The Turnbo Manuscripts

by Silas Claiborne Turnbo

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By S. C. Turnbo

John Bias, son of Hiram Bias, furnished me with this account.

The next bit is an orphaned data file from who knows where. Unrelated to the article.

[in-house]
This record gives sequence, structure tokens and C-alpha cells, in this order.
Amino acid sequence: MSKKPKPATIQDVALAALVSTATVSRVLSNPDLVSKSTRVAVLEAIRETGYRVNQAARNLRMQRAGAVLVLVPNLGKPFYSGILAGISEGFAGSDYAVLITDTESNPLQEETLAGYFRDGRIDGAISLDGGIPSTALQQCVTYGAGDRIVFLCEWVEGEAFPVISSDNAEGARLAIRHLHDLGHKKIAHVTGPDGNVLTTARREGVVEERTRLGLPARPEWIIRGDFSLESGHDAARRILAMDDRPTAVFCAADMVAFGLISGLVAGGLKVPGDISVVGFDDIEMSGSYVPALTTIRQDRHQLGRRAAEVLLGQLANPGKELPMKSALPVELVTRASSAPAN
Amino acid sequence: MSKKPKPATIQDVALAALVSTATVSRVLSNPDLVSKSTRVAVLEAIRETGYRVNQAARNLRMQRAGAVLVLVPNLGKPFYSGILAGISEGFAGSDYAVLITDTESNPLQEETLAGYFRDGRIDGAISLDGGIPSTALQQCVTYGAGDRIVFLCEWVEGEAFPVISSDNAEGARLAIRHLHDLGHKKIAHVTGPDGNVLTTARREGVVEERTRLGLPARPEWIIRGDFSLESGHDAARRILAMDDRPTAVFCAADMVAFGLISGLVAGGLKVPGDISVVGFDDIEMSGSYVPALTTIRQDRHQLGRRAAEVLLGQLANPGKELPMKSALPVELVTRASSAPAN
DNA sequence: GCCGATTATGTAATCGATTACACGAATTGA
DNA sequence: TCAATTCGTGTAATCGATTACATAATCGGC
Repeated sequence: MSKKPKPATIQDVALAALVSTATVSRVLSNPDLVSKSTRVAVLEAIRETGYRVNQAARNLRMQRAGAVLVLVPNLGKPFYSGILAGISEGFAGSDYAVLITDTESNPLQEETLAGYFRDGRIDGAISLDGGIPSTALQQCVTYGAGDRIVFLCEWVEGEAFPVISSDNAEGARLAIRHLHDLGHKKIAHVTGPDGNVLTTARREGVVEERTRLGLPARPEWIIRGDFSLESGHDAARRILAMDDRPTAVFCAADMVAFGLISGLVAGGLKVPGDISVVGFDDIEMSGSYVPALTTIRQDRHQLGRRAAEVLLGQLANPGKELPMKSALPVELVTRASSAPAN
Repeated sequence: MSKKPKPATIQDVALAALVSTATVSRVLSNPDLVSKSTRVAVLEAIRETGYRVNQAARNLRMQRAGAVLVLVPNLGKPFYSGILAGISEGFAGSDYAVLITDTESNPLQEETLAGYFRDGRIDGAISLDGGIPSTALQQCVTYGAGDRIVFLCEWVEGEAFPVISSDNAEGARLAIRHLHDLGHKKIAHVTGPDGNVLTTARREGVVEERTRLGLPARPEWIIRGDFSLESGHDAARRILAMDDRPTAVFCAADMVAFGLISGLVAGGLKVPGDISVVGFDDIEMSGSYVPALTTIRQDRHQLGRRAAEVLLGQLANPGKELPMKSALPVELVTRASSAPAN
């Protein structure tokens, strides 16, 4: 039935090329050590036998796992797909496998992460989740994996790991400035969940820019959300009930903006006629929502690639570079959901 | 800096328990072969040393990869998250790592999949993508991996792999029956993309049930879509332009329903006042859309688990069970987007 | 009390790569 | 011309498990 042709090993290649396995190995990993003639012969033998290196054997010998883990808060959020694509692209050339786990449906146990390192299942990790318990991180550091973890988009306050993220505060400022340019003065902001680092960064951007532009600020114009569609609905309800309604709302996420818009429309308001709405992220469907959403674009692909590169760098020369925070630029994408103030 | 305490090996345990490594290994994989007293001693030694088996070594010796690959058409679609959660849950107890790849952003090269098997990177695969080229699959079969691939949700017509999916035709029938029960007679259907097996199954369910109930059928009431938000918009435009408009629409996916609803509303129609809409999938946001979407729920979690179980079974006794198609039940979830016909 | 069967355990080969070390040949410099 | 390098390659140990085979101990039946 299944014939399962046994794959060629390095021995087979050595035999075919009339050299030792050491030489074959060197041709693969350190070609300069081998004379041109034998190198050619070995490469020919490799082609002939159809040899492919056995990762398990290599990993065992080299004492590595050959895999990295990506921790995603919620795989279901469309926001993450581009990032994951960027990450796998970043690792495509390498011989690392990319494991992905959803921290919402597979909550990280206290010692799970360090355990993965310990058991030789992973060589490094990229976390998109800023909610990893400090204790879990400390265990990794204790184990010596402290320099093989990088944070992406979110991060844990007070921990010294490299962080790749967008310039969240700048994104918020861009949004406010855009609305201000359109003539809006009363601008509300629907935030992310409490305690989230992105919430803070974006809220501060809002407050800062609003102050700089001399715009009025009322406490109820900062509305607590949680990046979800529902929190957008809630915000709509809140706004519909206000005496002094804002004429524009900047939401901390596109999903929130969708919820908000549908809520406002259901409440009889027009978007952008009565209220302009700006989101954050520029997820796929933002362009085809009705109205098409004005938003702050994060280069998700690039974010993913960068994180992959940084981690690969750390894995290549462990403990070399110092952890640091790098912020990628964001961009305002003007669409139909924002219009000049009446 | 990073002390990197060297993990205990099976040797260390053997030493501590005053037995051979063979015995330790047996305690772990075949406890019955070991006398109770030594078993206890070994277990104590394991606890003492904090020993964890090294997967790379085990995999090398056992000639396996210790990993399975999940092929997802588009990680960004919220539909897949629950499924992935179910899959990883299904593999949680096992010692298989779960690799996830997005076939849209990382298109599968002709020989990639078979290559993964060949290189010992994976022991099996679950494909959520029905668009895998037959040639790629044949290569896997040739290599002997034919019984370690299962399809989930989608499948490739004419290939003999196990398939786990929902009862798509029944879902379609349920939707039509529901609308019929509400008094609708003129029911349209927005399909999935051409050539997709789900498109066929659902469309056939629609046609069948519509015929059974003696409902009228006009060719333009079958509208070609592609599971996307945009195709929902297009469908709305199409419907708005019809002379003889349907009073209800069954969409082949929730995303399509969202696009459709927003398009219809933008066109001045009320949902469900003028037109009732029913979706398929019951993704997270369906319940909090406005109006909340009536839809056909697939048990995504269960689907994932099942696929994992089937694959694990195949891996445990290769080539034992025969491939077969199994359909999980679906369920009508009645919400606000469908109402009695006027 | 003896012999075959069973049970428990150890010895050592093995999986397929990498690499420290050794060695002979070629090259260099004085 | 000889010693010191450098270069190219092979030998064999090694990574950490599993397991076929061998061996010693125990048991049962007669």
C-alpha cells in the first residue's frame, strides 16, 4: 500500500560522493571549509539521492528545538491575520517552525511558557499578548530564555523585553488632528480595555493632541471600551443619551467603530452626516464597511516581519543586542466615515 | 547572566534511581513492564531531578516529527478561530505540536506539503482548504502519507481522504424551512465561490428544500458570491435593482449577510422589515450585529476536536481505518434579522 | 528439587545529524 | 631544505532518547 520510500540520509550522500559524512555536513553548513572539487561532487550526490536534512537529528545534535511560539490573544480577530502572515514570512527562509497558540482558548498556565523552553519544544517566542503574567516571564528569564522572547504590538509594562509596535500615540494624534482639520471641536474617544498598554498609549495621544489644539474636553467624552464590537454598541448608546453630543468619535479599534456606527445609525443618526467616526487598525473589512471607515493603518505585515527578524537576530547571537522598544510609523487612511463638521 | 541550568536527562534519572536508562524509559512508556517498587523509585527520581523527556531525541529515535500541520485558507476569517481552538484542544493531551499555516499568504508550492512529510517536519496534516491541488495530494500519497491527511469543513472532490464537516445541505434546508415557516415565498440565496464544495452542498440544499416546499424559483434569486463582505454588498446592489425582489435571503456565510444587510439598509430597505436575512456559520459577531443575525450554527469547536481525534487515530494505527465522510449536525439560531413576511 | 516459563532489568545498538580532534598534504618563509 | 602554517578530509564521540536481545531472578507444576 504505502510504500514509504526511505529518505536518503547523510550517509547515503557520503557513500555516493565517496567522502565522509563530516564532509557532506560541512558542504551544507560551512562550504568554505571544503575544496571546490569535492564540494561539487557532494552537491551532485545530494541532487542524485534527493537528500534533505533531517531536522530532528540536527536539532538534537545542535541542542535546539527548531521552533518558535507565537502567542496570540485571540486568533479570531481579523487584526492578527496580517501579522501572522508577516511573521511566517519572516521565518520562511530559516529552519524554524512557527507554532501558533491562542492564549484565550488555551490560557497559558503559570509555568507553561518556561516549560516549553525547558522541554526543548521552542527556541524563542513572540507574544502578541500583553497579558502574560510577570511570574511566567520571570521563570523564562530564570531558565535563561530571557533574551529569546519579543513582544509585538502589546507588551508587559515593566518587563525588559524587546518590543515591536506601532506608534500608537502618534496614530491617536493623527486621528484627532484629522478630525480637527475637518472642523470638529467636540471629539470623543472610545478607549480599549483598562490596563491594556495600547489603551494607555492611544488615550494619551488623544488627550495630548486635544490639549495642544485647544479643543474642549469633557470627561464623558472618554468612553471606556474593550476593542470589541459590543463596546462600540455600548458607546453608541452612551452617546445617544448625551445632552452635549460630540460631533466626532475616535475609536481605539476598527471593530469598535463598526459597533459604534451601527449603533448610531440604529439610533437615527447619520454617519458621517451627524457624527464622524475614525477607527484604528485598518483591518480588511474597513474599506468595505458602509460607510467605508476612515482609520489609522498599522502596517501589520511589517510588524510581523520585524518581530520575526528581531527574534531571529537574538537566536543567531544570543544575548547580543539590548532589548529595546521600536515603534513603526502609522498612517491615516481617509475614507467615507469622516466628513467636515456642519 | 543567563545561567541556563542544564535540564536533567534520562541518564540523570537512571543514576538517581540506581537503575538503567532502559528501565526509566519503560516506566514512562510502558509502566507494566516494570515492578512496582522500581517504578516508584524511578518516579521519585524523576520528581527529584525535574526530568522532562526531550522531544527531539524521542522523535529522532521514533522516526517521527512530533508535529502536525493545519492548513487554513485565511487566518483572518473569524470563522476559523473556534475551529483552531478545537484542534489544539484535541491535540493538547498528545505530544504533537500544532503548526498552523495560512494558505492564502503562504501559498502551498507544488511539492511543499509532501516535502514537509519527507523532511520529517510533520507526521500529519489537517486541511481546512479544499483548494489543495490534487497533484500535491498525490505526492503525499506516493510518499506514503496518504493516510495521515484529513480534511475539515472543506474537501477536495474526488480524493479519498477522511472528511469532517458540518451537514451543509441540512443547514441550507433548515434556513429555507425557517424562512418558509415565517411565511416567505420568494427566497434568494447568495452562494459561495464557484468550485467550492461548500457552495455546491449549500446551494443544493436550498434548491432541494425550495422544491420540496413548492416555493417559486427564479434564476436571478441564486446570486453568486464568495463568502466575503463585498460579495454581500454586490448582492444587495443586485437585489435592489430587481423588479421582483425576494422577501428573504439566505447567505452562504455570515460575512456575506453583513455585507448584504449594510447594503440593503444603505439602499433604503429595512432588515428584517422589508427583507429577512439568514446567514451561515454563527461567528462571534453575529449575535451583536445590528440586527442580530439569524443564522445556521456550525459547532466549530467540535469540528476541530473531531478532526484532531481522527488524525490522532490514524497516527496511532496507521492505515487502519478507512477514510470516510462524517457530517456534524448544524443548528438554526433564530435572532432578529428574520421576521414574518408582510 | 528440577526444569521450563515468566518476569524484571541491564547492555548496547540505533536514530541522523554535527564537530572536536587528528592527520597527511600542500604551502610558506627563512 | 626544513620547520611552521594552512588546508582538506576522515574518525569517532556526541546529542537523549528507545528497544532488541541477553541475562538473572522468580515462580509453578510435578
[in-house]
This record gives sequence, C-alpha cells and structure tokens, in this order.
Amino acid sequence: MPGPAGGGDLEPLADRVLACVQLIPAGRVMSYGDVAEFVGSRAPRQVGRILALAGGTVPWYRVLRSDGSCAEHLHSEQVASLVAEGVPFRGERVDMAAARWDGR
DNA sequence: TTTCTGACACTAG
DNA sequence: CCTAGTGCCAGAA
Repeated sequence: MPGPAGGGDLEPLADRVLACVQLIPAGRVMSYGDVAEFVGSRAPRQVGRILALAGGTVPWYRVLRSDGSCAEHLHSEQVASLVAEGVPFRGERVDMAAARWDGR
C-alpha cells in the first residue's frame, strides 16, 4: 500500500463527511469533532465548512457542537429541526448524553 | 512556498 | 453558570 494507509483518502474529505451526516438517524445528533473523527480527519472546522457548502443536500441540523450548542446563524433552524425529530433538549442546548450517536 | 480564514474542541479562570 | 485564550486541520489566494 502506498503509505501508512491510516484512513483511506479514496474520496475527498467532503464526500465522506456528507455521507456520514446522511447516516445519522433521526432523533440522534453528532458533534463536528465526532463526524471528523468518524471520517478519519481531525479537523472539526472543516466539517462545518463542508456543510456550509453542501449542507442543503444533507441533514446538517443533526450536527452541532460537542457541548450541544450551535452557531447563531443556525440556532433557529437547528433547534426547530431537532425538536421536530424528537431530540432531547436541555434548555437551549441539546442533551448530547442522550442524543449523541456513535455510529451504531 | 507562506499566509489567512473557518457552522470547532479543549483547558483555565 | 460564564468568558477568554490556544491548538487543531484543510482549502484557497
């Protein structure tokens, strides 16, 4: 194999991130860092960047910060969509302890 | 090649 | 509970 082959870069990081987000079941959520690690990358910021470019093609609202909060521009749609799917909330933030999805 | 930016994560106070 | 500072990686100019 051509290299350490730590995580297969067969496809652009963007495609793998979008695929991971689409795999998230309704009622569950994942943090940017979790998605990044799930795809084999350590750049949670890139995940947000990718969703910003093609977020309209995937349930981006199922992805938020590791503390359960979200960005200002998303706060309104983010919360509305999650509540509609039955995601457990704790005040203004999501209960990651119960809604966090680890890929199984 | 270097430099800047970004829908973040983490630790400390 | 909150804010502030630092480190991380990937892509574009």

"One day," said he, "while the weather was cold Bob Forest hired me to split some rails for him on the west side of Little North Fork and a short distance above the mouth of Calebs Hollow. This was a few miles below Theodosia in Ozark County, Mo. I wore an old floppy black wool hat that when the wind was blowing the brim would drop down over my eyes. One day while I was busy splitting rails and the wind was blowing fresh from the northwest the old hat annoyed me by the brim getting over my eyes until I become impatient and stopped mauling rails and sit down on some of the new made rails and pulled off a splinter to pin the brim with it to the crown of the hat to keep it from flopping. Before taking the hat off of my head and while I was sharpening the end of the splinter with my pocket knife I heard a whirring noise just over my head. I turned my head and looked upward to ascertain the cause of the sound and saw a grey eagle in the act of striking my head with its claws. I ducked my head as quick as a didapper would in water. At this the eagle appeared to be mistaken in the kind of game it supposed I was and rose high in the air and flew away. No doubt," continued Mr. Bias, "it mistook my old black hat for a wild turkey sitting on my head. The eagle was as much surprised as I was."

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